The game of college football has evolved to this: my quarterback has to beat your defensive coordinator. For us to win the duel in the sun, or in the dome, or under the lights we have to get a teenage kid ready to outwit your veteran coach. College football circa 2004 is heady business in a literal and figurative sense. If fans understood the combinations and permutations involved, and grasped the intensity of modern football's hundred yard crucible their interest might be even higher.
The human calculator, interpreter, and leader on offense in this wacky, wonderful melee is the quarterback. The accomplished teenager comes to the line of scrimmage armed with poise, confidence and thousands of hours of tapes, grease boards and practice.
He follows his three hundred pound teenage brethren to his post, and as they hunker over into their awkward stances, he begins to survey the eleven piece moveable chessboard across the way. What he encounters is the kaleidoscope of modern defense, ever shifting, shouting, gesturing human projectiles, daring him to call for the football. The well prepared defensive coach has accounted for every possibility in each offensive formation and situation. He has predetermined his calls -- even the feints and deceptions are planned.
Within five seconds the quarterback must recognize, select and shout the best possible play. On a typical passing play after the snap he has roughly 2.8 seconds to take the proper steps, make his read and deliver the ball with pinpoint accuracy. His margin of error is razor thin and mistakes spell doom for his team's chances as well as his personal safety.
I'm looking at an annual national publication that has four players on its cover this year. Each is a quarterback capable of performing in the manner just described. It's one of the most thorough journals available for preseason football study and yet its cover ignores every position but one. Heisman Trophy winner Jason White of Oklahoma, Charlie Whitehurst of Clemson, Matt Leinart of USC, and David Greene of Georgia are the cover boys. In the picture each is poised in the pocket, ball at the ready position, eyes focused, surveying the defense. The clear implication is that this is the eye of the hurricane, command central, the leader.
Who are these guys? What are their characteristics? Are they born or developed? Can their type of leadership be taught? When one is lost to the NFL, can he be replaced? I have been blessed to be associated with remarkable quarterbacks throughout my playing and coaching careers and offer the following insights in hopes that they will enhance the readers' pleasure in watching the position this season and beyond.
Great quarterbacks do not hope they can excel … they know and know that they know. One psychologist calls it "positive narcissism." It is an inborn trait as surely as the color of the eyes. Consider Jason White's request for and the NCAA's subsequent granting of a sixth year of eligibility for him. He had two consecutive years in which he endured total reconstructive surgery, once on each knee. Ordinary people quit after such ordeals and White seriously considered doing so. But great quarterbacks ask for yet another chance to prove their mettle. They do it because they must. Folks will follow such leaders in any walk of life.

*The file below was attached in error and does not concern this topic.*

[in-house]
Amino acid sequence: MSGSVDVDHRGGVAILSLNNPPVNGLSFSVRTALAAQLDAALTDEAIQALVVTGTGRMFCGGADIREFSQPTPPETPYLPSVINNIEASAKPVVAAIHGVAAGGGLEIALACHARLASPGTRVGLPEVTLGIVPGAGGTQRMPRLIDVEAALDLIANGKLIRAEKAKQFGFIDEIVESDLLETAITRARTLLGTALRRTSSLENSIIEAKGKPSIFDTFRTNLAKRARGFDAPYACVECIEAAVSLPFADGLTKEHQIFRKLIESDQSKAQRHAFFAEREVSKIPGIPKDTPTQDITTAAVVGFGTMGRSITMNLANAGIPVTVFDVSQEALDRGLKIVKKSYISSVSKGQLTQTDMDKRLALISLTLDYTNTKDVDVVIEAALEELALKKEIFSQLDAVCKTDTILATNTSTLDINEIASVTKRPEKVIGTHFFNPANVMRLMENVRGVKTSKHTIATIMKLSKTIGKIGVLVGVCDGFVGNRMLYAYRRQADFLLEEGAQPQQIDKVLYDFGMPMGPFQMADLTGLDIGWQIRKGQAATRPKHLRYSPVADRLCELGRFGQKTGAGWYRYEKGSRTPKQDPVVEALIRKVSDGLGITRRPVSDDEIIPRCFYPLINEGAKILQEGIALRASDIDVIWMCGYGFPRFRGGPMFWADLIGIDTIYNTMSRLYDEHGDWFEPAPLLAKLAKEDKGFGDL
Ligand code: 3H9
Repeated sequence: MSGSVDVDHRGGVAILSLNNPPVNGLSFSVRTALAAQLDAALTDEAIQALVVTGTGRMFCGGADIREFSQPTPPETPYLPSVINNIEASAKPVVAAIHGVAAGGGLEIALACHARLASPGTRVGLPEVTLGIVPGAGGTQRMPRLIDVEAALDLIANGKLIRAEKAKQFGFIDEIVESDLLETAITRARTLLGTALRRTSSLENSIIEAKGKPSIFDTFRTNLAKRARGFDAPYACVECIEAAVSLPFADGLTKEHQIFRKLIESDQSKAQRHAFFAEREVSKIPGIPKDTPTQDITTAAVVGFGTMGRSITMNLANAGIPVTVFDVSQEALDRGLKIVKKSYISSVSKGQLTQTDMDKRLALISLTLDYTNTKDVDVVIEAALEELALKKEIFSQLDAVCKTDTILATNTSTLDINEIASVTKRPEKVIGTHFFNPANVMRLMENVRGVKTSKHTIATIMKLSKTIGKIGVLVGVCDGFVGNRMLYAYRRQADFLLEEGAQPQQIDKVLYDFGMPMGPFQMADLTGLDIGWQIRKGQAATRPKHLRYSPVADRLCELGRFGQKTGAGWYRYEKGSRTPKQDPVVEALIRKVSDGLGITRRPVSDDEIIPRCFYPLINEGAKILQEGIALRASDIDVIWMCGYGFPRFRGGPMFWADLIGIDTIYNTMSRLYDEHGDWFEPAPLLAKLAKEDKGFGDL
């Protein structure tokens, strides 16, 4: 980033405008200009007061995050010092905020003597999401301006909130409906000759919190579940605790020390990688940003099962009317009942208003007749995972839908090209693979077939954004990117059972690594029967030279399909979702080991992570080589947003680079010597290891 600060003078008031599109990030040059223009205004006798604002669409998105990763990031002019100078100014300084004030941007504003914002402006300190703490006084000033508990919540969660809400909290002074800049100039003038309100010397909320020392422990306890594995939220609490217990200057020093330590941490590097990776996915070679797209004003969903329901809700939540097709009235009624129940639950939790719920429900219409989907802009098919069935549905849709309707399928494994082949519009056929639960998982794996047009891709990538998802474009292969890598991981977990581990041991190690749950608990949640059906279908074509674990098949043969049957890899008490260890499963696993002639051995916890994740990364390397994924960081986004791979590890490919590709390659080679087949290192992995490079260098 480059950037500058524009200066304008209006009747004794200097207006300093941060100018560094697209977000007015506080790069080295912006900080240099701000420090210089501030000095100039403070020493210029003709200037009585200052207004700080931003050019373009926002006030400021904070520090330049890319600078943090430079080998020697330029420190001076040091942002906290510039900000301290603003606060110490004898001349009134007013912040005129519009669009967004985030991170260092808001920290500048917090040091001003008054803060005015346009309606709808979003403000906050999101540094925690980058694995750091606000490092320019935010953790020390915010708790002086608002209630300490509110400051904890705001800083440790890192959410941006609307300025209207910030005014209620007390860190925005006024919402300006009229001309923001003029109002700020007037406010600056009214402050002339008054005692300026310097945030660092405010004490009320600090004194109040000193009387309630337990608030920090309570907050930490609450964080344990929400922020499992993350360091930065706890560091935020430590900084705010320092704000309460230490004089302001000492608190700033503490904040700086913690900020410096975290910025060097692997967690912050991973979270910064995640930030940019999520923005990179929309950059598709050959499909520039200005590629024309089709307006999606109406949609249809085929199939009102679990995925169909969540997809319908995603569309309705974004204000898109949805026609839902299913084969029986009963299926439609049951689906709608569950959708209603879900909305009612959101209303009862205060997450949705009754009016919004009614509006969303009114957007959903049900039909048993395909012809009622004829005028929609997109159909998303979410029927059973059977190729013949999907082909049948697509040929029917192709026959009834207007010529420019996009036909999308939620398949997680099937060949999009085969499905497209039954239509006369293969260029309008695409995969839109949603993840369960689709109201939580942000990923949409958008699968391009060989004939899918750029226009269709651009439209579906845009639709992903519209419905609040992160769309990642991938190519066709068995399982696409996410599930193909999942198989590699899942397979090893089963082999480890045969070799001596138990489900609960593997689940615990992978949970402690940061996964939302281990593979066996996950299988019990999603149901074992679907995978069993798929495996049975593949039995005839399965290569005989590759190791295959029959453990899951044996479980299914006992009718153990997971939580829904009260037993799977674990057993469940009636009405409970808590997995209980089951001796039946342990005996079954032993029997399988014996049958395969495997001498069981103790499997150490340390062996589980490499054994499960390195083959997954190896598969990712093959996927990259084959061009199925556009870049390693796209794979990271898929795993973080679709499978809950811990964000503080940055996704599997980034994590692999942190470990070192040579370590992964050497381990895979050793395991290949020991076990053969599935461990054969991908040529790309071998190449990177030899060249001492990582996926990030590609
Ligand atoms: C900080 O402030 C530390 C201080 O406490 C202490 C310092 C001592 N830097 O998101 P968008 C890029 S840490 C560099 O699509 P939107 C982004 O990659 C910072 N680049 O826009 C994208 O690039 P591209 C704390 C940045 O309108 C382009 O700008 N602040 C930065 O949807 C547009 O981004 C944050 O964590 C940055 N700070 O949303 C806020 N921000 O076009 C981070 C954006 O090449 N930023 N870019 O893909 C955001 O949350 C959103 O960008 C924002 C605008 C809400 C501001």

Great quarterbacks are gym rats. They are good at everything athletic. As children they are the first kids on the playground, in the gym, in the pool. They are the last to leave. When they discover their first football, they can be seen carrying it around, to class, to Sunday school, to the movies. Their moms worry, "Will he ever be normal?" The answer is no. My first year with the Baltimore Colts I was leaving the locker room after showering and dressing during two-a-day practices. It was dusk, but I heard something down on the practice field in the failing light. It was John Unitas and Raymond Berry, still throwing and catching. They were in their thirteenth year in the NFL. Not surprisingly, they are members of the NFL Hall of Fame.
Great quarterbacks have position coaches that are as great as they are. Football historians suggest that the current emphasis on precision passing was instigated by head coach LaVell Edwards at BYU in the seventies. His record shattering quarterbacks included Steve Young, Jim McMahon, Marc Wilson, Gifford Nielsen, Robbie Bosco, and Heisman winner Ty Detmer. Those players have something in common with Rivers, Heisman winner Carson Palmer of USC, and Leinart, (now a Heisman candidate). They were all coached by Norm Chow. Dr. Chow (who has an earned Ph.D.) is presently the distinguished offensive coordinator at USC. The proof of his greatness is that he has taken varying levels of talent, locale and supporting casts to produce essentially the same results in each venue.
While Chow is certainly the present leader among quarterback coaches, there are others doing outstanding jobs. A couple of examples are David Cutcliffe of Ole Miss (the Manning brothers and others) and Mark Richt of Georgia (Charlie Ward, David Greene and others) are men who have transitioned into head coaching jobs while keeping their legacy of quarterback development intact. We can expect to see a steady progression of great quarterback development from these programs as long as Cutcliffe and Richt are there.
So it is that these young miracle workers are born, then trained, and most surprising, replaced with some regularity. Every year they thrill and awe us. Next time you see one of them perform his magic perhaps you will know a little more about what he is up to and how he came to do it!
ESPN college football analyst Bill Curry coached for 17 years in the college ranks. His Game Plans for marquee matchups appear each week during the college football season.